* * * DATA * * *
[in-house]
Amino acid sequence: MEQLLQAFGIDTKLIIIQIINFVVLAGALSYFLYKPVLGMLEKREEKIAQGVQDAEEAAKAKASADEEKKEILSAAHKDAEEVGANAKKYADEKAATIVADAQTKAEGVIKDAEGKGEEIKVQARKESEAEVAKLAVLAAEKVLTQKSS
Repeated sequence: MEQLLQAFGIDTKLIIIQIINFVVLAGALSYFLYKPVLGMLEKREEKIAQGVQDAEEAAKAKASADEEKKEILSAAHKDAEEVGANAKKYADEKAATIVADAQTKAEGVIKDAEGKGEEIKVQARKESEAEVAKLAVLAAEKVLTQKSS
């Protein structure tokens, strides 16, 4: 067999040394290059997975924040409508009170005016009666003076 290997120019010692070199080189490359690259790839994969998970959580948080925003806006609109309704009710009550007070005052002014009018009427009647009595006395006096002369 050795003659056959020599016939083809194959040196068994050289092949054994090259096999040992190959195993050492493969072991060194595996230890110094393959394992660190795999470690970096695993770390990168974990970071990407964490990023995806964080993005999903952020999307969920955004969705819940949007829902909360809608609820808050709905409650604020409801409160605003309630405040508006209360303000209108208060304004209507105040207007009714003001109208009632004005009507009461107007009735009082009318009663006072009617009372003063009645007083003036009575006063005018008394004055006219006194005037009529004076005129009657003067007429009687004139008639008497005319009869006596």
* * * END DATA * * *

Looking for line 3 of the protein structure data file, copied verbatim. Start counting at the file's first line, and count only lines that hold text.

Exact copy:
Repeated sequence: MEQLLQAFGIDTKLIIIQIINFVVLAGALSYFLYKPVLGMLEKREEKIAQGVQDAEEAAKAKASADEEKKEILSAAHKDAEEVGANAKKYADEKAATIVADAQTKAEGVIKDAEGKGEEIKVQARKESEAEVAKLAVLAAEKVLTQKSS